Figuratively “tossing out” the wall of movies was empowering and refreshing.  While I realize that each experience taught me something, I do not need to relive them.  It is more important to note how the collection contributed into making me the strong, independent, self-reliant woman I am today.

 

3.      Bookcases of obsolete encyclopedia:

Don Miguel Ruiz talks about how we are “domesticated” with lies during childhood -intended to nurture us into submission as safety-minded, cooperative, giving (and over-giving), “civilized” adults. Many of the agreements we unwittingly entered as children no longer serve us, and need to be severed along with the “encyclopedias” from the past.  Agreements such as “children should be seen and not heard” and “strangers are dangerous” can become debilitating in adulthood unless we rid them from our psyche.  I found several encyclopedia series on my bookshelf – all long outdated – with focuses on religion, geography (now obsolete), and rule books promoting decades old opinions and sexist attitudes. I had no idea I stored so many “textbooks” because they all blended into the mental garage. As I unload them to the trash, I am amazed at the beauty of the wood grain and thrilled to see how much room is left for new beliefs and fresh ideas.

4.      Outdated survival provisions.

Even though I live in a state where we annually stockpile provisions (water, batteries, and canned goods), I was surprised to find a cache of outdated provisions in my psyche.  I found torn “sandbags” intended to keep watershed tears at bay should there be another flash flood (a divorce or death); expired “cans” of justification to feed anyone if they exploit my vulnerability (“you’re too sensitive” or “you shouldn’t feel that way”); an expired “fire extinguisher” to combat verbal abuse (gosh I wish I knew this was when I needed it!); and tins of emotional “mace” to ward off intruders who don’t respect my boundaries.  All of these were at one time fresh and necessary to provide security, but their utility has since passed and they all need to be ditched and possibly replenished.  Wow, I am amazed at the space these took up!

5.      Luggage filled with emotional “stuff”.

When I “travel” outside my comfort zone, I have a few prized bags that serve me well. When I glance around inside my head, I notice so many nearly new pieces of luggage that I might have used once or twice, filled with items that are doubles of what I already have. It is like having a mismatched set of sports bags, suitcases, and backpacks – all beautiful in their own right, but they are “extras” and take up space. As an idea collector, this luggage housed concepts from self-help books, motivational speakers, “gourmet” lifestyle magazines, all good in their own right, but together they create clutter and take up space.  A cluttered mental garage is as dangerous as a real life counterpart – and could be fire starter to a misguided spark.  I commit all these orphaned ideas to the garage sale.

 

Now that I realize how much space emotional subtraction can add – I am on a quest to declutter and clean out my mental garage.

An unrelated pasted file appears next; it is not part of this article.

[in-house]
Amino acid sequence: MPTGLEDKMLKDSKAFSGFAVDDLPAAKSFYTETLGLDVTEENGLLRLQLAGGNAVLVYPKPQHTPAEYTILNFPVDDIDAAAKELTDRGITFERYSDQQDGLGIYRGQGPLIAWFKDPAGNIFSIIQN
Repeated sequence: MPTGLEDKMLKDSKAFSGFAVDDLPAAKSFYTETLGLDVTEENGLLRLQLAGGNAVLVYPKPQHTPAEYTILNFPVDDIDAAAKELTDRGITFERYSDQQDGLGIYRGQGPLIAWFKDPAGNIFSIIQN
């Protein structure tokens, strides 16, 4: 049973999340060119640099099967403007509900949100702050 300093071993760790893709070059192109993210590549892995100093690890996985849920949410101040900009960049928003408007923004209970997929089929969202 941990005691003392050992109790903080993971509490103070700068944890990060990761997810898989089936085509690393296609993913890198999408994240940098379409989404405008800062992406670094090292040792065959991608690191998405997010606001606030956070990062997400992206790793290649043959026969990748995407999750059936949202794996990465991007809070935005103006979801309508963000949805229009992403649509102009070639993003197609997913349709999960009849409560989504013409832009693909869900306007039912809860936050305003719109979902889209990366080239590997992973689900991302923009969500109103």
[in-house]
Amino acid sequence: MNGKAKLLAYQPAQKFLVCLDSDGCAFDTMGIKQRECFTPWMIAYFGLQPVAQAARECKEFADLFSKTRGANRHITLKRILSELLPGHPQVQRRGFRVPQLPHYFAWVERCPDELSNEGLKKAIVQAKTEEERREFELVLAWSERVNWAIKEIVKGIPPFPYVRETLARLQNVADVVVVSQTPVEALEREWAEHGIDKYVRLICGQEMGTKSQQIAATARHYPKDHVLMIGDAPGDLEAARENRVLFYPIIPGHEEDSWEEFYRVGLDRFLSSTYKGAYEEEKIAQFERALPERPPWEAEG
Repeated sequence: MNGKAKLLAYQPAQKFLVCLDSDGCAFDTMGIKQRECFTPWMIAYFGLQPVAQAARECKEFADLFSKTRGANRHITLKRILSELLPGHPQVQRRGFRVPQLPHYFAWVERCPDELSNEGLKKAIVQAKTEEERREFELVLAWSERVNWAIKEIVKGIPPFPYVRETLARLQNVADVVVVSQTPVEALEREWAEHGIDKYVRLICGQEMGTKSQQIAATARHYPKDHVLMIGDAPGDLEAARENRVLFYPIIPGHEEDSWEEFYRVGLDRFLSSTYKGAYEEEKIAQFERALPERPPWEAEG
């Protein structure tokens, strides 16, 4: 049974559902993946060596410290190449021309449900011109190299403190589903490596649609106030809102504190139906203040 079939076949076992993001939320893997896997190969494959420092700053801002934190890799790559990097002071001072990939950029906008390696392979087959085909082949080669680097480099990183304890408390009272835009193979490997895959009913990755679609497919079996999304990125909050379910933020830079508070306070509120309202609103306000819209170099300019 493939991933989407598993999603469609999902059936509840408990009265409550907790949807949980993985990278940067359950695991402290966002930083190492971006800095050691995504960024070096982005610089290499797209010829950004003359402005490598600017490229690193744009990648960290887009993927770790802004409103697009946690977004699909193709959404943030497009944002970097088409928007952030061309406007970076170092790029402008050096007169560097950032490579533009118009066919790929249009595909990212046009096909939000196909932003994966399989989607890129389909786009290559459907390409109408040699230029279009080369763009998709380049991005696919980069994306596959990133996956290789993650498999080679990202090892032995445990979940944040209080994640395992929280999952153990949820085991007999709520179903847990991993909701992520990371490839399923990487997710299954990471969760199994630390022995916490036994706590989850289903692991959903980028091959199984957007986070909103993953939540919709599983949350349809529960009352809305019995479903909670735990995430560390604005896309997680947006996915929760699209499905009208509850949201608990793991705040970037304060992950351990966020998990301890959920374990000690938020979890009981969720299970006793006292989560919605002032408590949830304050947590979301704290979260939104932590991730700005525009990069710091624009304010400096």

Next on my agenda will be to do the same (again) in my physical environment.   This brings to mind the idea of The 100 Thing Challenge, but that’s the topic of a future post.

Does any of this make sense to you?

Have a great week!

Carol

Do social media kill social skills?

17 Jan

In this day of social media and instant messaging, I think that people are forgetting how to be social.  People everywhere seem more direct, curt and intolerant – and I believe this increases both our personal and societal stress.

I have been out with more than a few colleagues who hate Facebook and Twitter, yet they are increasingly direct to the point of rudeness in their demeanor.  If a “barista” or sales clerk makes a mistake, the error is quickly noted and announced.  Is it just me or is the world becoming “too honest”?

rudeHave you noticed how much more direct people became since text messaging got popular?  People don’t talk naturally in 140 character sound-bites (the Twitter limit) – yet that seems to be the way that interactions – even in person – happen today.

I could chalk this behavior up to age (most of my friends are over 40 and proudly assert their new-found intolerance to things on which they stayed silent on in the past) – but it seems to pervade age and culture.  While Andy Rooney (of 60 Minutes fame) calls this “refreshing” in his discourse about why he likes women over 40 (because they speak their mind), it also opens the door to sometimes abrasive behavior under the guise of integrity.  When someone follows up a searing statement with “I’m just being honest” you know that they said something heavy on opinion and low on substance.

I believe that language erosion due to text and twitter shortcuts increases stress in our everyday lives. I hasten to add that the adage of “if you have nothing good to say, say nothing” is extinct.

The range of observations go from extreme (out-and-out public displays of anger) to mild (restaurant conversations that leave one dumbfounded).  Let me share with you what I’ve seen lately:

  • Public Facebook quarrels with ex-partners/spouses/former friends.  No longer are disagreements between two people, they are displayed for all to see and live on in cyberspace indefinitely.  What people cannot say in person gets blasted to the world with amazing venom and speed.